The Shar-Pei is an ancient breed of dog known for its distinctive wrinkles and dark-colored tongue, as well as the rough coat that gives it its name (which means “sand-skin” in Chinese).
Images on pottery suggest that this breed existed as early as the third century BCE. Adults typically weigh between 40 and 55 (18 to 25 kg) and stand 18 to 20 inches (46 to 51 cm) high, making them medium-sized dogs. Shar-Peis are devoted to their owners, but require early socialization if they are to interact well with children and other pets, and they are often suspicious of strangers.
The deep folds in the skin make this breed somewhat sensitive to heat, so on warm days, they need a shady spot and plenty of water. And while the coat of the Shar-Pei does not require trimming, daily brushing is necessary to keep the skin clean and free of infections.
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Although the Shar-Pei has been around for millennia, breeding programs over the last few decades have been not always been well managed.
As a consequence, these dogs have a relatively short average lifespan of around 10 years, and they are susceptible to a number of hereditary illnesses:
- Canine mast cell tumors: snub-faced breeds like the Shar-Pei are at a relatively higher risk than other dogs for developing cancer of the cells that mediate immune responses. The result is the formation of subcutaneous lesions that may spread to other parts of the body. The disease can be fatal, but if caught early it responds to a variety of treatments, including surgery, radiation, and chemotherapy.
- Familial Shar-Pei fever: this mysterious, breed-specific ailment causes sudden fevers and swelling of the ankles. Most dogs recover with rest and the administration of drugs, but these drugs can have side effects, and the condition can also lead to secondary medical problems.
- Dysplasia of the hip and/or elbow: these dogs may inherit a condition where the hipbone fails to fit correctly into the pelvis, or where the bones of the legs connect poorly. Over time, wear and tear can cause these joints to become inflamed, resulting in pain and restricted movement. The condition can often be reversed with surgery.
- Entropion: some dogs inherit a condition that causes the eyelids to curl inward rather than outward so that the eyelashes rub against the cornea. The result is pain and infection of the eyes that can be severe. Treatment involves surgically reshaping the malformed eyelids.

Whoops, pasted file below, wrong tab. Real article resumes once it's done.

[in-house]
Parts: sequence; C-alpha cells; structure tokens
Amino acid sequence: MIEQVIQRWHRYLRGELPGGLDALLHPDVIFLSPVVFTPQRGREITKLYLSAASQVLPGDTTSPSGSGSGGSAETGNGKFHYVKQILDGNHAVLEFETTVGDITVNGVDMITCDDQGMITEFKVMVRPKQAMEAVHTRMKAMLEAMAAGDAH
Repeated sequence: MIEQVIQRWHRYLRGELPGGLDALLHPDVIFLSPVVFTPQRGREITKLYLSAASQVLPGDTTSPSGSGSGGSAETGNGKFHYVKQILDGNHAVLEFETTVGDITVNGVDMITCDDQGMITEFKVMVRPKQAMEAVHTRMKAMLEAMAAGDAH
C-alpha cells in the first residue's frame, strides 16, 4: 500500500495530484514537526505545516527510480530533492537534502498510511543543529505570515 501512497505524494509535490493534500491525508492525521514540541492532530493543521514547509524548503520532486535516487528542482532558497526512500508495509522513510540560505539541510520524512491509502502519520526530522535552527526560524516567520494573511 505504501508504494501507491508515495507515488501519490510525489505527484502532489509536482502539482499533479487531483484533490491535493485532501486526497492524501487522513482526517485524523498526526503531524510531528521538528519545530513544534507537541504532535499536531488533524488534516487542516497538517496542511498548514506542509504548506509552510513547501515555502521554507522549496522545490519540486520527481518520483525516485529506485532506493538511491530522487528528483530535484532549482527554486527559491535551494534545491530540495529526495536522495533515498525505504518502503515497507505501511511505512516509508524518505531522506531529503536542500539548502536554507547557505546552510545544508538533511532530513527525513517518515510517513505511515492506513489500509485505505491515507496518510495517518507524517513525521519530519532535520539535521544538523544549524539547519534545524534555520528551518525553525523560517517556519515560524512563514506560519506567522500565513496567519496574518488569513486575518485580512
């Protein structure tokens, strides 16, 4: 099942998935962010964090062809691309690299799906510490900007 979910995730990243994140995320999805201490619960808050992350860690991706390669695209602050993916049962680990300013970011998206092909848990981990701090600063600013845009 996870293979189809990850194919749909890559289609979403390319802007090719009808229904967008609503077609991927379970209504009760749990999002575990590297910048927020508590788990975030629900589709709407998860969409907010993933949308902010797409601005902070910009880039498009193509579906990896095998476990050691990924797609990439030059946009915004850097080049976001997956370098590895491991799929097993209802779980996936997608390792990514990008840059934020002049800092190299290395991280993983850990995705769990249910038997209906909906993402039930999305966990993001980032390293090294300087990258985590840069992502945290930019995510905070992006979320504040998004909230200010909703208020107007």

- Patellar luxation: the kneecap (patella) of some dogs may become dislodged, causing pain and restricted movement. In severe cases, surgery may be required to re-position the affected bone and connective tissue.
- Renal amyloidosis: this condition occurs when a dog’s body makes an abnormal protein, amyloid, that builds up in the body. Amyloidosis is particularly serious when it affects organs like the kidneys, though the symptoms—such as anorexia, vomiting, and buildup of fluid in the abdomen—can be caused by any number of problems. Diagnosis depends on thorough urinalysis and blood work and may require an ultrasound or biopsy. The disease can frequently be managed with blood transfusions or with surgery to remove damaged parts of the kidneys.
- Yeast infections: the small and uniquely folded ears of Shar-Peis allow for little airflow, which can create environments where microorganisms, especially yeast proliferate. As a consequence, a dog’s ears may become infected; the first sign is an unpleasant odor associated with the affected area. Regular ear care will usually prevent infections from taking root, but the condition can be treated with antifungal drugs.
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The fact is that owning a special breed like a Shar-Pei comes with special responsibilities. It is up to the owner to acquire puppies from a reputable breeder, but even the most scrupulous breeder cannot ensure that a dog will not develop one or more of these illnesses, any of which can cost hundreds or even thousands of dollars to treat. Pet health insurance is one way that owners of these amazing dogs can be sure that they will be able to provide lifetime medical care.
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